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Computer Game Came to Life in Soviet Coup

From Associated Press

The Soviet upheaval has been all too real for designers of the new computer game Crisis in the Kremlin--events they programmed into their game months ago have played out before their eyes on television.

“The game was in the testing mode while the crisis broke out,” Gilman Louie, chief executive of California game maker Sphere Inc., said last week. “We’re looking at the game and watching CNN at the same time. It’s a little bit scary.”

Crisis in the Kremlin, which will not be on store shelves for several weeks, allows computer users to pretend they are the leader of the Soviet Union.

The goal of the $59.95 game, which simulates the effect of various policies on the nation, is to remain in office for 30 years.

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The software even contains a scenario in which the Soviet leader suddenly becomes ill.

“I don’t even want to turn on the news anymore,” Louie said from his company’s headquarters in Alameda.

Though the game’s title is up to the minute, Sphere announced the product in June in a press release that was eerily prescient.

“One player may choose to take on the role of a hard-line Stalinist and impose laws restricting civil rights and freedom of the press,” the news release said. “Another could experiment with anarchy. How would an economy and society react to ultimate freedom?”

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The player, acting as Comrade President, plots a recovery plan for the economy and society. His objective is to turn the nation’s losses into profits and “deter republics from defecting while still maintaining popular appeal.”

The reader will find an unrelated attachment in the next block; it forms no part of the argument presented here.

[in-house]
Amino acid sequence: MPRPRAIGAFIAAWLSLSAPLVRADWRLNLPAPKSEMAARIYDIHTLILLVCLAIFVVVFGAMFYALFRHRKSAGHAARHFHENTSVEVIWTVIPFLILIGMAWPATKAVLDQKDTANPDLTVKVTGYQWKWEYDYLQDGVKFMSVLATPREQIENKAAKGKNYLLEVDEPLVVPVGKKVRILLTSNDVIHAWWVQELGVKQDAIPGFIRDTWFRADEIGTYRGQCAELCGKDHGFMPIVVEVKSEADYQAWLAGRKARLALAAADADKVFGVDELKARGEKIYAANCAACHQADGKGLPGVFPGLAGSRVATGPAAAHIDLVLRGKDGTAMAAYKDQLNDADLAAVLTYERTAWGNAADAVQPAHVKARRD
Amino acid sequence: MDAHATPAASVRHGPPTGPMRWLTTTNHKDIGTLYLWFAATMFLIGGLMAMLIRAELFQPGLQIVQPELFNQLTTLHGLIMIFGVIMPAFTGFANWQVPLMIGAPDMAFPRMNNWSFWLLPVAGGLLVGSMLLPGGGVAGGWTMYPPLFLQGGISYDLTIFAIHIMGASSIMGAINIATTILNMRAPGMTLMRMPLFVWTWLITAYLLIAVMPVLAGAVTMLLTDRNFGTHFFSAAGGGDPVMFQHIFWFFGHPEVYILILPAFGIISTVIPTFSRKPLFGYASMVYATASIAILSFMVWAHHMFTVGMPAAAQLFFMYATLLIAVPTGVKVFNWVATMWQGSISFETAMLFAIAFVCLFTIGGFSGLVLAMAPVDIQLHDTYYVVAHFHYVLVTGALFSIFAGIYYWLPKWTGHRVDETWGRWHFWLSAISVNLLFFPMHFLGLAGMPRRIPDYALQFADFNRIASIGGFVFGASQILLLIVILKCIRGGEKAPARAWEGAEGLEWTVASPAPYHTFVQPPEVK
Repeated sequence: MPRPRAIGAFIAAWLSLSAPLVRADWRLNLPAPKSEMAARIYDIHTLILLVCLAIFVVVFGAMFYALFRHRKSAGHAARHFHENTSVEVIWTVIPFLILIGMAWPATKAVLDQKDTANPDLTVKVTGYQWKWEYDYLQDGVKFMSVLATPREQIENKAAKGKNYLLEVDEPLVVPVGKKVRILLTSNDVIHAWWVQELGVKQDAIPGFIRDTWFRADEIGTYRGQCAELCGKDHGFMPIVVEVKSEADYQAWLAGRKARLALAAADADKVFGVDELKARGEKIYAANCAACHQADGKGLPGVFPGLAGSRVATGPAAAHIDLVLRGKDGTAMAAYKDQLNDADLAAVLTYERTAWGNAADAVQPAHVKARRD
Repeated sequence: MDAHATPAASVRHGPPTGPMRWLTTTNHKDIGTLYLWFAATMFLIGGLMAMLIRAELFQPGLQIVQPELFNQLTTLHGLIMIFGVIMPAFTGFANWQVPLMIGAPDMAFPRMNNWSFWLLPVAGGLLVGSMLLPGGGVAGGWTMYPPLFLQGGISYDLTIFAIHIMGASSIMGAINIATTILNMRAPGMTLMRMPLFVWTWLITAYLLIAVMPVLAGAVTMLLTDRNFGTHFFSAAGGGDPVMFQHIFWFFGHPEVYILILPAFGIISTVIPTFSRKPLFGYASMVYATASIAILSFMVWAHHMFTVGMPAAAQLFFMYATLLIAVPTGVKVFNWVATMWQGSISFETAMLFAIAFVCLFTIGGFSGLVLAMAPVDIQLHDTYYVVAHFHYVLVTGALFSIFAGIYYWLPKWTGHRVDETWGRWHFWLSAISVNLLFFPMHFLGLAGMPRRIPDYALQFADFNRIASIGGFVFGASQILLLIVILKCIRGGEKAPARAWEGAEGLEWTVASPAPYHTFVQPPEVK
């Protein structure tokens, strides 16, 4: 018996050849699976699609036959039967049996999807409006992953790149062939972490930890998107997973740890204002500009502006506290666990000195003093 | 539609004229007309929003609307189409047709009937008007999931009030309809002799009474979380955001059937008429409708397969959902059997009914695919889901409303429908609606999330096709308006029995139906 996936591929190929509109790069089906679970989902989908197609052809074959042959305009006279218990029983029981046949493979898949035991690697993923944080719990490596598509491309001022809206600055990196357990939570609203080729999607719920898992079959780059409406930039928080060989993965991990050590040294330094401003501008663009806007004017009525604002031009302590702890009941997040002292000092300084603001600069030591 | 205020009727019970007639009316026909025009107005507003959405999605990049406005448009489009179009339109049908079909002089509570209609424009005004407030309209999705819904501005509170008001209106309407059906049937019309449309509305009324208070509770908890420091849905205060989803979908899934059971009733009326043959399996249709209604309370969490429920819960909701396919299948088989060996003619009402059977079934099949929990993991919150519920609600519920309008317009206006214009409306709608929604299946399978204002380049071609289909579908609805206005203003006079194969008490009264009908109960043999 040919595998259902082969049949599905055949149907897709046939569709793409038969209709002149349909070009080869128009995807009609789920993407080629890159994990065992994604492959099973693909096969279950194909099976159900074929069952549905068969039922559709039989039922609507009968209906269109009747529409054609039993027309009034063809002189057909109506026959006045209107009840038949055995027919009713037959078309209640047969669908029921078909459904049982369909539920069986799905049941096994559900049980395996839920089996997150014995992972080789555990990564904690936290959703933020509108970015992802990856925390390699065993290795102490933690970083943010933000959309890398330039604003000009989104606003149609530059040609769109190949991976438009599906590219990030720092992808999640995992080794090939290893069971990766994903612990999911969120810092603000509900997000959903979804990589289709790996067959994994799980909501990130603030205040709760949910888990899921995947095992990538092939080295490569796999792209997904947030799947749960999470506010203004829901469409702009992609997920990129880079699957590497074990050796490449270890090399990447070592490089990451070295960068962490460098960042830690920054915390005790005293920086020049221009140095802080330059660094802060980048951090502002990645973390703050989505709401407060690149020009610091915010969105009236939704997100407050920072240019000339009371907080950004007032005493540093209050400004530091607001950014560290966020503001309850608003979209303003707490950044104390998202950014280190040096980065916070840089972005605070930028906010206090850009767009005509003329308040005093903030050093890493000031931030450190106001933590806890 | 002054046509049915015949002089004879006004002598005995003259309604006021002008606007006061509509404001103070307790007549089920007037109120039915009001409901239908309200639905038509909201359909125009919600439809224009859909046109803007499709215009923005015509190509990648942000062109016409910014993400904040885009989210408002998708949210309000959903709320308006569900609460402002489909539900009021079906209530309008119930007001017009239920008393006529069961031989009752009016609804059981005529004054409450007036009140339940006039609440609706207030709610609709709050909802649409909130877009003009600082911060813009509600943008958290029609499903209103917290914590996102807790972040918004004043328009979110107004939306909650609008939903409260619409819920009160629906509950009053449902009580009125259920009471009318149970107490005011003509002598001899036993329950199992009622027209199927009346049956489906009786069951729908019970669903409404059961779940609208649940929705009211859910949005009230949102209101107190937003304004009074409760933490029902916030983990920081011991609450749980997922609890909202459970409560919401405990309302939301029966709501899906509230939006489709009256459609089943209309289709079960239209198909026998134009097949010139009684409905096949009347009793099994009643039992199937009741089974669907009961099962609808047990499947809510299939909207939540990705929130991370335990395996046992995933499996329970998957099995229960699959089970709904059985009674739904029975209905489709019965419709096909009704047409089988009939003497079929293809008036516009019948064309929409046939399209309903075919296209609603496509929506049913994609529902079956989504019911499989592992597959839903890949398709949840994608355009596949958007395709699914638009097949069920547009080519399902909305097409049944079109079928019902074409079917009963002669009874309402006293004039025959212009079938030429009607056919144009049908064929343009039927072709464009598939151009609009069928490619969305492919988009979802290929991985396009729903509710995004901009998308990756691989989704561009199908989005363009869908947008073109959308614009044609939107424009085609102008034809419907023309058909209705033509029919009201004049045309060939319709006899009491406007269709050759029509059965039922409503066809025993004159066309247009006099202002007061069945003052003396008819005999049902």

The software contains data about the Soviet economy and society and projects the impact of various programs tried out by the player.

Each player selects his political philosophy on a spectrum from “ultra-right” to “ultra-left,” then sets policies and a budget.

As funds are allocated for the policies, the program simulates catastrophes, such as uprisings, food shortages or epidemics.

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The program, to be sold under Sphere’s Spectrum HoloByte brand, gives the players feedback on how they are doing through simulated news reports and inner-office memos on the screen.

About the only change the company has made to the game since the onset of the Soviet crisis is to extend its duration past the time Comrade President is voted out of office.

“From the discussions we’ve been having, people are real interested to see what will happen beyond the immediate crisis,” Louie said.

The real-life crisis also prompted Sphere to push up the release date of the game to October from November.

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